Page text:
My mother-in-law has been asking me to make her gelato for over a year now, and she is in town visiting this week because Jess is defending her PhD (yayayayayayayayay!!!). Mother-in-law knows best, so..... here we go!
What's the difference between gelato and normal old ice cream? Come on, no one knows. People will tell you that there is a difference in milk to heavy cream ratios, or churning times, or freezing temperatures, or the effectiveness of different emulsifiers. But when you ask them what those specific differences are, they will only be able to give you ballpark figures. You will also find that people call many frozen concoctions ice cream, when they may in fact truly be frozen custard, frozen yogurt, or even sorbet. To me, and according to most ice cream and gelato recipes I've seen in cookbooks, and it should be noted that trends have changed over the years with the innovation of new and improved ice cream making devices, the main difference indeed is that gelato has more milk and less cream than ice cream. Furthermore, traditional gelato does not have eggs, whereas ice cream does. These two main differences contribute to smaller ice crystals being formed throughout the mixture, resulting in a denser and less icy end product. You will therefore find that a gelato recipe will become quite hard in the freezer, but can still be easily scooped, whereas ice cream often becomes a solid block of ice, and is more prone to freezer burn.
This gelato in particular is super easy and repeatably turns out nice and creamy. Fresh strawberries and the addition of a few herbs give it all the sweetness it needs, so I don't really add any sugar, but most people have a bigger sweet tooth than mine, so I have included sugar in the recipe to make it more of a crowd pleaser. Adding fresh strawberries lends it a nice and chunky texture, and topping it off with mint gives it a nice and floral finish.
Butter Count: Heavy Cream
3/4 cups sugar
1 Tbsp cornstarch
1 cup whole milk
3/4 cup heavy cream
1/2 tsp vanilla extract
3 cups fresh strawberries
1 cup basil, packed (optional)
1. Whisk the sugar and cornstarch into a stainless steel saucepan. Place it over medium heat and slowly whisk in the milk and heavy cream.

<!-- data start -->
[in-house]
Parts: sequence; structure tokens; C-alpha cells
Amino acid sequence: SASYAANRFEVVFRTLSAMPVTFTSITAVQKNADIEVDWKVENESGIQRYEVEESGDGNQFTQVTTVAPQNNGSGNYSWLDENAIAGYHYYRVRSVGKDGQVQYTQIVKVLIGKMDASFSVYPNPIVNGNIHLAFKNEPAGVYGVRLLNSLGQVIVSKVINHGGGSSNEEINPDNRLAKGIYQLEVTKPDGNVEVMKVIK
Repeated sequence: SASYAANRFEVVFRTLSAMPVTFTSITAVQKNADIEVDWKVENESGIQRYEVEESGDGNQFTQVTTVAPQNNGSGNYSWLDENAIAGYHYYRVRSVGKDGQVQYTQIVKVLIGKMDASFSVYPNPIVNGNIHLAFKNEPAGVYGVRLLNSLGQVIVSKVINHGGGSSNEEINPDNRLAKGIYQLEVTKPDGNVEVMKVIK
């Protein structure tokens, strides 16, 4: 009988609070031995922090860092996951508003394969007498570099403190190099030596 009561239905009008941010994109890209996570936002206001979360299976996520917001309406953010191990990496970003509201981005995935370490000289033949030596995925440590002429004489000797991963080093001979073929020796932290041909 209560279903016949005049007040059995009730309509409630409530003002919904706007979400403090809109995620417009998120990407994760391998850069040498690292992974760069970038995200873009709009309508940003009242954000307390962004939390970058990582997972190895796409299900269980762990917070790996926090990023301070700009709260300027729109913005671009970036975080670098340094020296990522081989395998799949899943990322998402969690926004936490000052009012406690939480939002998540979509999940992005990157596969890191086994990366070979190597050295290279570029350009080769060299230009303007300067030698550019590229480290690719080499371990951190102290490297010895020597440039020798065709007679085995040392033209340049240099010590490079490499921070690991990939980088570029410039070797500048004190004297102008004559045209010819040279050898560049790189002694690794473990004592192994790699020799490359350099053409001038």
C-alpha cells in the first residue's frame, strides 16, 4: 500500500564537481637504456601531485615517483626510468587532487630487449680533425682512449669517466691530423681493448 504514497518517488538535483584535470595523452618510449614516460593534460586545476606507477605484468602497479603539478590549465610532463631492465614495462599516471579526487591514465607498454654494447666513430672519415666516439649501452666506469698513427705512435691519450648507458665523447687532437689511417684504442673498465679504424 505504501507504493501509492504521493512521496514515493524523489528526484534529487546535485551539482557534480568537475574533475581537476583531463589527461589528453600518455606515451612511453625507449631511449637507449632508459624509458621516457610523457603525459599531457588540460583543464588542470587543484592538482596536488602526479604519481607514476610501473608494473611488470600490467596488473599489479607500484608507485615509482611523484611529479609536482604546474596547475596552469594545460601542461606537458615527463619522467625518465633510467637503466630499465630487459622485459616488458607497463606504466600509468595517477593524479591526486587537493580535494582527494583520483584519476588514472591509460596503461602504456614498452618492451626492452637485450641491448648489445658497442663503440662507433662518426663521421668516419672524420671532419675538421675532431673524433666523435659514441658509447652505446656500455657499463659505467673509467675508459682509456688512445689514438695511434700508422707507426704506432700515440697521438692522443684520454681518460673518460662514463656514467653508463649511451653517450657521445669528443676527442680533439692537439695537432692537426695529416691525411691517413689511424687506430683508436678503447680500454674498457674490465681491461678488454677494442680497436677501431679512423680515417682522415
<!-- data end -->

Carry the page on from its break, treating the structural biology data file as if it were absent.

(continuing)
2. Whisk constantly for about 15 minutes until the mixture has thickened such that when you dip in a wooden spoon and remove it, you can slide your finger across the back of the spoon and leave behind a clean line. When the mixture has thickened, pour it into a bowl and cool completely.
NOTE: I like to do this by placing the bowl in a second bowl that has an ice bath in it, but you can also do it in the refrigerator as long as you cover the surface with foil or plastic wrap completely so that it doesn't develop a skin.
3. Puree the strawberries and basil (if using) in a blender until very smooth. Transfer the strawberry liquid through a fine mesh sieve into the completely cooled cream base, pushing the mixture through with a rubber spatula. Stir the mixture until uniformly pink. Cover the mixture with plastic wrap in direct contact with the surface and place in the refrigerator for no longer than 4 hours.
4. Pour the mixture into an ice cream maker and process according to the manufacturer's instructions. I like to churn until the mixture is so cold that it actually stops the ice cream maker motor from turning anymore, but that's probably not very good for my ice cream maker.
5. Serve immediately, or transfer the ice cream into a freezer-safe container and freeze for up to a week, if it lasts that long!